Frederick Wragg (Rodgers) (1886–1916)


Grenadier Guards 22954 3rd Battalion

Derbyshire Courier, 26 August 1916

Frederick Wragg

The Fritchley-born Rodgers brothers, Amos, George, James plus Frederick Wragg, were the sons of William and Harriet Rodgers. Frederick Wragg was born to their mother, Harriett Wragg, in 1886 before she married William Rodgers in 1889. William and Harriett were to lose three of their sons.

Born in 1886, Frederick worked as a quarryman before enlisting in the Grenadier Guards at Derby. He entered France in December 1915 and died of his wounds on 18th August 1916 aged thirty after being transferred back to the UK. He is buried in Crich Churchyard. It is possible that he is the F. Rodgers on the Sawmills Memorial – his half-brothers Amos, George and James are on the Roll of Honour. In 1911 Frederick was recorded in the census as Frederick Rodgers.

Newspaper report

Derbyshire Courier ,26 August 1916
Grenadier Guardsman death from wounds
War’s toll on the nation’s manhood was vividly bought before the minds of the Crich people on Tuesday, when the internment of Private Fred Wragg, 3rd Grenadier Guards, of Crich, took place with military honours at the Parish Church. Private Wragg was wounded in France early in July, the intimation being conveyed to his Uncle Mr James Wragg, of Cliffe House, Crich in a letter from an army chaplain which appeared in the “Courier” at the time. He was wounded in the head by a bullet which injured his skull and he was sent to the County London Hospital, Epsom, but his chance of recovery was hopeless and he passed away last Friday. Sergt W.Curzon, Crich, who is in the same hospital was with him up to his death. The body was bought to Ambergate on Monday and later to Cliffe House for internment the following day. Practically the whole of the parish, in addition to a number of people from Holloway and Ambergate, assembled at the Churchyard to pay their tribute of respect to the dead soldier while nearly every blind was drawn in the upper end of Crich. The procession was headed by the Crich Silver Band. Mr S.Hollingsworth conducting, and the Dead March was impressively played. Draped with the Union Jack the coffin was born by Private Wragg’s fellow workmen of peace times, whilst in addition to the family mourners the workmen connected with the Clay Cross Companies quarries and lime works at Crich followed. The firm was represented by Messrs. E.H.Huddlestone and H. B Boag. A squad of the 1st Notts and Derbys, with Lance Corporal Knipe in charge, also followed.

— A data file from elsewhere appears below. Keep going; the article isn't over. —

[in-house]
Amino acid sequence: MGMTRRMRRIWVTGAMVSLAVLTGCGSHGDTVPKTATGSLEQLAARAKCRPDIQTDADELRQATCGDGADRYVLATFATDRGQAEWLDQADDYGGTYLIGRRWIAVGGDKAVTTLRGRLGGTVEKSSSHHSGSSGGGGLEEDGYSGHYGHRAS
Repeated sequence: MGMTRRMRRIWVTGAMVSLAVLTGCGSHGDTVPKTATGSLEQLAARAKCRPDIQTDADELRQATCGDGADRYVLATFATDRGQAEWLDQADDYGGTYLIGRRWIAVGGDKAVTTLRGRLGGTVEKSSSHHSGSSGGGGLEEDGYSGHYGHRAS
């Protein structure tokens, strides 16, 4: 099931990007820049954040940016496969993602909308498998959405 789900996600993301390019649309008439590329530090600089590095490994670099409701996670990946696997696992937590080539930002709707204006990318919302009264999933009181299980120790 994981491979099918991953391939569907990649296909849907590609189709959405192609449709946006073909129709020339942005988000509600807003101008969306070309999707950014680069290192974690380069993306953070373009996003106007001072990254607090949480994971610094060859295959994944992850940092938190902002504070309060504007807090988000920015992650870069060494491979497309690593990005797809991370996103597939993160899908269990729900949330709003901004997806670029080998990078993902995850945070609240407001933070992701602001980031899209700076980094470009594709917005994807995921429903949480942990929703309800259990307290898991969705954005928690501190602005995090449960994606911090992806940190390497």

After the service in church, and after the committal rites had been carried out by the Rev James Williams, the band gathered at the head end of the grave and played “Lead, kindly light,” followed by the “Last Post,” the bugler being drummer Benton of the Notts and Derbys. From the church the band led the procession back to Cliffe House with the march “Farewell my Comrades”. Later, with the bells deeply muffled, Messrs. T.Stimpson, B.Bowler, C.Walters (Pentrich), G.Brown, W. Drake, and Gunner J.Worthy rang a peal of 480 Grandshire doubles. The large number of beautiful floral tributes sent included a wreath from Messrs. E.H. Huddleston and H.B.Boag, and wreaths from “Officers and Staff” and “ Comrades” of County London Hospital, Epsom the latter being designed in red white and blue.